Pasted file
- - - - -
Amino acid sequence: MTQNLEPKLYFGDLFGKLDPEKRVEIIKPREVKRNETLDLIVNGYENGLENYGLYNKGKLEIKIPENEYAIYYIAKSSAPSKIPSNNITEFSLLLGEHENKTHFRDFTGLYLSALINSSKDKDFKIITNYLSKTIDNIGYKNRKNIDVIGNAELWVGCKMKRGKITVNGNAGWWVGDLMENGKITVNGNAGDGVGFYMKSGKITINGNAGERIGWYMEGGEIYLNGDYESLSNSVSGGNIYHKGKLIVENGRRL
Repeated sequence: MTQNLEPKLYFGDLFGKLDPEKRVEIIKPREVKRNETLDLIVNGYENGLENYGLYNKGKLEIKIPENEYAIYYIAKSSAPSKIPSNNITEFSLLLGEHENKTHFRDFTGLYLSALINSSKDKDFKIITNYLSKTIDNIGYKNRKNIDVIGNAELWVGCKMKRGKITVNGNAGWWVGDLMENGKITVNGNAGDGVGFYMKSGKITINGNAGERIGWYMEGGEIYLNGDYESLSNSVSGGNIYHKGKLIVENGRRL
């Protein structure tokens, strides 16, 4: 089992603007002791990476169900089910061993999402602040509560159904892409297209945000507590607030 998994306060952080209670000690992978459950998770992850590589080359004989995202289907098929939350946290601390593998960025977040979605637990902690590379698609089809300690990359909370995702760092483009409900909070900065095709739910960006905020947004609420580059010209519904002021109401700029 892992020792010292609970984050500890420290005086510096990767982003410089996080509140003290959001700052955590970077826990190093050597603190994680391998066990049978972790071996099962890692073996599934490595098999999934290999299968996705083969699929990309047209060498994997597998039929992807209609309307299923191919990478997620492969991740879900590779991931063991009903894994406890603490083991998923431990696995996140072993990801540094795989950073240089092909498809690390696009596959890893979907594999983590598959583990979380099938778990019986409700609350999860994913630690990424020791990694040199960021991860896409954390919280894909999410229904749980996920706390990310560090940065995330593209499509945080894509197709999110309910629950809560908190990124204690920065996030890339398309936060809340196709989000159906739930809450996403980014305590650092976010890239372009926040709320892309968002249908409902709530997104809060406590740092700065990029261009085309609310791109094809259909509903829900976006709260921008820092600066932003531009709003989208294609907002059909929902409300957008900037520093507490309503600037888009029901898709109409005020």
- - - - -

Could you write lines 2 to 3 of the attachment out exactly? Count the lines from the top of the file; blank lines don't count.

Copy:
Repeated sequence: MTQNLEPKLYFGDLFGKLDPEKRVEIIKPREVKRNETLDLIVNGYENGLENYGLYNKGKLEIKIPENEYAIYYIAKSSAPSKIPSNNITEFSLLLGEHENKTHFRDFTGLYLSALINSSKDKDFKIITNYLSKTIDNIGYKNRKNIDVIGNAELWVGCKMKRGKITVNGNAGWWVGDLMENGKITVNGNAGDGVGFYMKSGKITINGNAGERIGWYMEGGEIYLNGDYESLSNSVSGGNIYHKGKLIVENGRRL
């Protein structure tokens, strides 16, 4: 089992603007002791990476169900089910061993999402602040509560159904892409297209945000507590607030 998994306060952080209670000690992978459950998770992850590589080359004989995202289907098929939350946290601390593998960025977040979605637990902690590379698609089809300690990359909370995702760092483009409900909070900065095709739910960006905020947004609420580059010209519904002021109401700029 892992020792010292609970984050500890420290005086510096990767982003410089996080509140003290959001700052955590970077826990190093050597603190994680391998066990049978972790071996099962890692073996599934490595098999999934290999299968996705083969699929990309047209060498994997597998039929992807209609309307299923191919990478997620492969991740879900590779991931063991009903894994406890603490083991998923431990696995996140072993990801540094795989950073240089092909498809690390696009596959890893979907594999983590598959583990979380099938778990019986409700609350999860994913630690990424020791990694040199960021991860896409954390919280894909999410229904749980996920706390990310560090940065995330593209499509945080894509197709999110309910629950809560908190990124204690920065996030890339398309936060809340196709989000159906739930809450996403980014305590650092976010890239372009926040709320892309968002249908409902709530997104809060406590740092700065990029261009085309609310791109094809259909509903829900976006709260921008820092600066932003531009709003989208294609907002059909929902409300957008900037520093507490309503600037888009029901898709109409005020």